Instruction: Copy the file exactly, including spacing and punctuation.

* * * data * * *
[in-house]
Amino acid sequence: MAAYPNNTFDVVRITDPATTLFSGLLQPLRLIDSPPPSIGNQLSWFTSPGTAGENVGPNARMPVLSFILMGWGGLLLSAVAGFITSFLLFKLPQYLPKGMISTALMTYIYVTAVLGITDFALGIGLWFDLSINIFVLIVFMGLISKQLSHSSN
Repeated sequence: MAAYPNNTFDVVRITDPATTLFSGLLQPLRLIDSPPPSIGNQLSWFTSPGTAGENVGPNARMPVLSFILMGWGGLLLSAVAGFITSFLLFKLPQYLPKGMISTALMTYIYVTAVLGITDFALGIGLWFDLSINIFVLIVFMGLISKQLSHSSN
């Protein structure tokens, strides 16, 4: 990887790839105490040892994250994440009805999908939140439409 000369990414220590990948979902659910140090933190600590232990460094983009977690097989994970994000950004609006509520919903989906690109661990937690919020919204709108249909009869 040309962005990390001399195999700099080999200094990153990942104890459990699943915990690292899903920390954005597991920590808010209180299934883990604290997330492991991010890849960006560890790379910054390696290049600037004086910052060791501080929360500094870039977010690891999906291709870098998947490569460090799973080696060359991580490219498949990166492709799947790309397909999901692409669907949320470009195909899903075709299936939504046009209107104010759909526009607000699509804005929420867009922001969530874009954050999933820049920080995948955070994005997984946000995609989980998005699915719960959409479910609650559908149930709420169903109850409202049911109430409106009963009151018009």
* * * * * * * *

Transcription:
[in-house]
Amino acid sequence: MAAYPNNTFDVVRITDPATTLFSGLLQPLRLIDSPPPSIGNQLSWFTSPGTAGENVGPNARMPVLSFILMGWGGLLLSAVAGFITSFLLFKLPQYLPKGMISTALMTYIYVTAVLGITDFALGIGLWFDLSINIFVLIVFMGLISKQLSHSSN
Repeated sequence: MAAYPNNTFDVVRITDPATTLFSGLLQPLRLIDSPPPSIGNQLSWFTSPGTAGENVGPNARMPVLSFILMGWGGLLLSAVAGFITSFLLFKLPQYLPKGMISTALMTYIYVTAVLGITDFALGIGLWFDLSINIFVLIVFMGLISKQLSHSSN
């Protein structure tokens, strides 16, 4: 990887790839105490040892994250994440009805999908939140439409 000369990414220590990948979902659910140090933190600590232990460094983009977690097989994970994000950004609006509520919903989906690109661990937690919020919204709108249909009869 040309962005990390001399195999700099080999200094990153990942104890459990699943915990690292899903920390954005597991920590808010209180299934883990604290997330492991991010890849960006560890790379910054390696290049600037004086910052060791501080929360500094870039977010690891999906291709870098998947490569460090799973080696060359991580490219498949990166492709799947790309397909999901692409669907949320470009195909899903075709299936939504046009209107104010759909526009607000699509804005929420867009922001969530874009954050999933820049920080995948955070994005997984946000995609989980998005699915719960959409479910609650559908149930709420169903109850409202049911109430409106009963009151018009």